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How Do You Relate To Your Mind?

How Do You Relate To Your Mind?

What is the proper way to relate to your mind? The voice asked. Should you always do what it says? Clearly not, for we have all kinds of thoughts that are irrelevant or fantastic. Should we ignore what it says? No again, because the mind gives us all the desires upon which we build our lives.

There is no single way to relate to the mind. You canít take a stance that will always work. When people decide arbitrarily to be optimists, they may miscalculate when it comes to serious crises, evildoing, wars, personal conflicts, etc. If they decide arbitrarily to be pessimists, they will miss many opportunities for joy, fulfillment, hope, and faith.

My mental guide showed me this, and I was intrigued. It would appear that being spiritual is one stance that works, yet there are situations where even being spiritual Ė tolerant, loving, accepting, and detached from materialism Ė wonít work at all.

A parent canít simply accept and love a child addicted to cocaine, for example; active intervention is called for. A thousand other examples come to mind. Love wonít defeat torturers; tolerance wonít stop the excess of fanatics. A person must find an infinitely flexible way to relate to the mind; otherwise something gets lost. The most precious gift of the mind Ė its total freedom Ė is the source of our creativity.

Now, my mental guide said, look at the world. Isnít it the same as the mind? The same unpredictability prevails, and therefore you cannot take a fixed attitude toward the world that works. People who are congenitally optimistic about the future are as shortsighted as people who are congenitally pessimistic.

Mind, the world, and Karma are the same thing, perfect mirrors of one another. Their complexity is impossible to fathom. Their infinite connections can never be mapped out, and even if they could be, the next tick of the clock will bring a new, equally infinite set of possibilities.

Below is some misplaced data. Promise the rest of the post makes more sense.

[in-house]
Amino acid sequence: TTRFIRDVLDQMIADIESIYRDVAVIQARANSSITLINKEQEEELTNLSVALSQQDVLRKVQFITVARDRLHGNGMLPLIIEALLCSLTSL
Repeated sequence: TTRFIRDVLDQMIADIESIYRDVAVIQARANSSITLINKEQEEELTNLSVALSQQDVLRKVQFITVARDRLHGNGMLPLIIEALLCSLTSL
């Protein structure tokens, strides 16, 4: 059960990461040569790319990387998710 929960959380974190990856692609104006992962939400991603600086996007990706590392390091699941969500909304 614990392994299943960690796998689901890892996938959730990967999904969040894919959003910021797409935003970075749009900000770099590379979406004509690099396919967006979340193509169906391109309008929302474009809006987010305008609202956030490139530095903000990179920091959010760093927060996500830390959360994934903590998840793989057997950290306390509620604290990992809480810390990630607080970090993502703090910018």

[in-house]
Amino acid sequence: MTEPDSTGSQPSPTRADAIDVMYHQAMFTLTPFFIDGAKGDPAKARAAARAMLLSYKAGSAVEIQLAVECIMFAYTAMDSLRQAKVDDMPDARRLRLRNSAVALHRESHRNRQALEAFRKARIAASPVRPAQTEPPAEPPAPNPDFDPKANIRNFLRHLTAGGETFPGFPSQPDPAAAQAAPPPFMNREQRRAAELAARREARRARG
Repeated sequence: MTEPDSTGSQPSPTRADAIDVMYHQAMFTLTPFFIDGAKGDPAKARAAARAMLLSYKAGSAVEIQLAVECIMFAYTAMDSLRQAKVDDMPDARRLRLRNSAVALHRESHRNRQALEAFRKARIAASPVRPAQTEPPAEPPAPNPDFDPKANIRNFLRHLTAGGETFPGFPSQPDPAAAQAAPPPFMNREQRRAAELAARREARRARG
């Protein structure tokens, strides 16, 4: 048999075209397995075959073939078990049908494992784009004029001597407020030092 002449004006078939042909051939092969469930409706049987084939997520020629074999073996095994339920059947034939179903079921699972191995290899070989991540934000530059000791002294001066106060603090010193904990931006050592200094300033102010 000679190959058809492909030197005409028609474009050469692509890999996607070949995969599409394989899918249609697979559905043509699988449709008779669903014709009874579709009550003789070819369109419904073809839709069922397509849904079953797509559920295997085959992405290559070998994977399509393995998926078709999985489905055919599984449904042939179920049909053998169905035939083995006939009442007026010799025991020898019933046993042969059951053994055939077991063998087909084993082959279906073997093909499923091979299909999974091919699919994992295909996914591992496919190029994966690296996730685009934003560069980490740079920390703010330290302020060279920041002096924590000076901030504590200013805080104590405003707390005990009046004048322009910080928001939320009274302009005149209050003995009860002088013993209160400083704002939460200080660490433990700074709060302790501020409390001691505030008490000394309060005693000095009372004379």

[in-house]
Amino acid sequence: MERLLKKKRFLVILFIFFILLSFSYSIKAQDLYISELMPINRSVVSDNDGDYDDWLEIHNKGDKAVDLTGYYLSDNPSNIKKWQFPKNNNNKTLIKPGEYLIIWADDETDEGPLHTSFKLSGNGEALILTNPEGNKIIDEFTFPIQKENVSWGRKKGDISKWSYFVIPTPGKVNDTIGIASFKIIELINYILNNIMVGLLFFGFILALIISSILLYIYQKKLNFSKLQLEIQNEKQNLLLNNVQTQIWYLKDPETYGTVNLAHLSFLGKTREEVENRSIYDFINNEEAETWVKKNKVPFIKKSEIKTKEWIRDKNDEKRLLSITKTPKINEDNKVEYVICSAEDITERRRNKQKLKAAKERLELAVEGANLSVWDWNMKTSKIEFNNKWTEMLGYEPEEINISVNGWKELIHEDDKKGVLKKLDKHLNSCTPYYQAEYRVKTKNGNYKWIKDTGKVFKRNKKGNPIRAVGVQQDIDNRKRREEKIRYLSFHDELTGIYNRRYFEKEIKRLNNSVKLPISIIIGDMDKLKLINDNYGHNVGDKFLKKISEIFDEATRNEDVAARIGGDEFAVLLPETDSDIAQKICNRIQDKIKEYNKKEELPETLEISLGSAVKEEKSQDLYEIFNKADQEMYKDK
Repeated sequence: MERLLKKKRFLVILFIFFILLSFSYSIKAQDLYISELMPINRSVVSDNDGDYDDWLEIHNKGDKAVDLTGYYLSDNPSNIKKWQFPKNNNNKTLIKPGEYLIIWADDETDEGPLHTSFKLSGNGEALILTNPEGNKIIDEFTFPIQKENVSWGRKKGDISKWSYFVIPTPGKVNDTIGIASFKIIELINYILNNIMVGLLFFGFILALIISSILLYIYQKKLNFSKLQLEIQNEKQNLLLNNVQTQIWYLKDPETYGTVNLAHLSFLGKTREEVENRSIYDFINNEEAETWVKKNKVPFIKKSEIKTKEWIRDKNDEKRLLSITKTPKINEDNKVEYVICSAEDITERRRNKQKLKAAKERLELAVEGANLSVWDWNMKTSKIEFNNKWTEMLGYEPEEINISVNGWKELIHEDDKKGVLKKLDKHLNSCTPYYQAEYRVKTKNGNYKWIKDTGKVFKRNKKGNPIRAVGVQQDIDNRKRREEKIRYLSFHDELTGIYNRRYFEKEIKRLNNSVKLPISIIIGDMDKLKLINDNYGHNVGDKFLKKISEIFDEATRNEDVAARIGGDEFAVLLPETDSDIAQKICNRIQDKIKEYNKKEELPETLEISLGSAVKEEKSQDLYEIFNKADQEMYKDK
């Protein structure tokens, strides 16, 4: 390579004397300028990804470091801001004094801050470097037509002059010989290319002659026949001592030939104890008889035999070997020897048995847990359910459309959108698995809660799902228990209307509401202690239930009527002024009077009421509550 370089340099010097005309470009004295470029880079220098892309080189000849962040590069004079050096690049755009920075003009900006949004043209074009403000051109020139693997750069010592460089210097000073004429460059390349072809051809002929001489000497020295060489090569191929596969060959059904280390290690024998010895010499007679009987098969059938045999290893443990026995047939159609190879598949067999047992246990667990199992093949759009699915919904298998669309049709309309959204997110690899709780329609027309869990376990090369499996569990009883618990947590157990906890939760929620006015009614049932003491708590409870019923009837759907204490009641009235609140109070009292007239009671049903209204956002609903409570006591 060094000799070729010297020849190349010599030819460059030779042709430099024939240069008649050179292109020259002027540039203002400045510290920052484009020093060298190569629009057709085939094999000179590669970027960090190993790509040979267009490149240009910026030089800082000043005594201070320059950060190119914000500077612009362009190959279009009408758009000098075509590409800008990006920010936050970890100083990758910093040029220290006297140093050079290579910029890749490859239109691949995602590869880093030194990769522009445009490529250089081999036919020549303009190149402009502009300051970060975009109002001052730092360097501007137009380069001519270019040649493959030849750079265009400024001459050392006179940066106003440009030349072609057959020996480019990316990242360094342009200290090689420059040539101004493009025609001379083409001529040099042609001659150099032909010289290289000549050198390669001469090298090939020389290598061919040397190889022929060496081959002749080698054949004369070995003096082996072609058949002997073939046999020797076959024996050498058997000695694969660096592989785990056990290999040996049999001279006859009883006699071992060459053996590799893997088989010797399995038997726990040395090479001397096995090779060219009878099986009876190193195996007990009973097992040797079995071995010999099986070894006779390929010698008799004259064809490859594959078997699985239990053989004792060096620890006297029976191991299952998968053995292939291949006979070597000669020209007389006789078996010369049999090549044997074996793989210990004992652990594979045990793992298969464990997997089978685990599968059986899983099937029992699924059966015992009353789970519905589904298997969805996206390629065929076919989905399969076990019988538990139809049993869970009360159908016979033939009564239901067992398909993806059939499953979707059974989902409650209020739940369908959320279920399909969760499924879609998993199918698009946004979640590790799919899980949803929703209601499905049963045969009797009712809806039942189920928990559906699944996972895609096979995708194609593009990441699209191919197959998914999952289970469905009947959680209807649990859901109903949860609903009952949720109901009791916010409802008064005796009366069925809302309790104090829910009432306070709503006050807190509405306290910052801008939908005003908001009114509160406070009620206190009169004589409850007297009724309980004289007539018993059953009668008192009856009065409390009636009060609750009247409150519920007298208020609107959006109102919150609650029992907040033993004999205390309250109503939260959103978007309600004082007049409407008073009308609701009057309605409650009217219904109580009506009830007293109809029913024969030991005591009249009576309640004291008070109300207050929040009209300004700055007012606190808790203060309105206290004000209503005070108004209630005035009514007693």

Adapted from Life After Death: The Burden of Proof, by Deepak Chopra (Harmony Books, 2006).

Read more: Deepak Chopra's Tips, Spirit, , ,

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Deepak Chopra

Acknowledged as one of the world's greatest leaders in the field of mind body medicine, Deepak Chopra, M.D. continues to transform our understanding of the meaning of health. Chopra is known as a prolific author of over 49 books with 12 best sellers on mind-body health, quantum mechanics, spirituality, and peace. A global force in the field of human empowerment, Dr. Chopra's books have been published in more than 35 languages with more than 20 million copies in print.

56 comments

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5:25AM PST on Nov 20, 2012

Thanks for sharing

10:24PM PDT on Sep 16, 2010

thanks for the insight : )

4:37AM PDT on May 22, 2010

Thank you!

2:35PM PDT on May 19, 2010

Thanks! Peace!

4:15PM PDT on May 5, 2010

Suzanne, ..you might be doing God's will in your own personal and unique way, and this God is in control with you and for you.. Joy and Peace 2 U..! (-..wow..!..2 days have past..-)

12:18AM PDT on May 3, 2010

What was it Jesus said about becoming like little children? Yago, it is totally true.

12:17AM PDT on May 3, 2010

Yago, please forgive me. I've been at this for almost 40 years, and at this point I may take be a bit forgetful.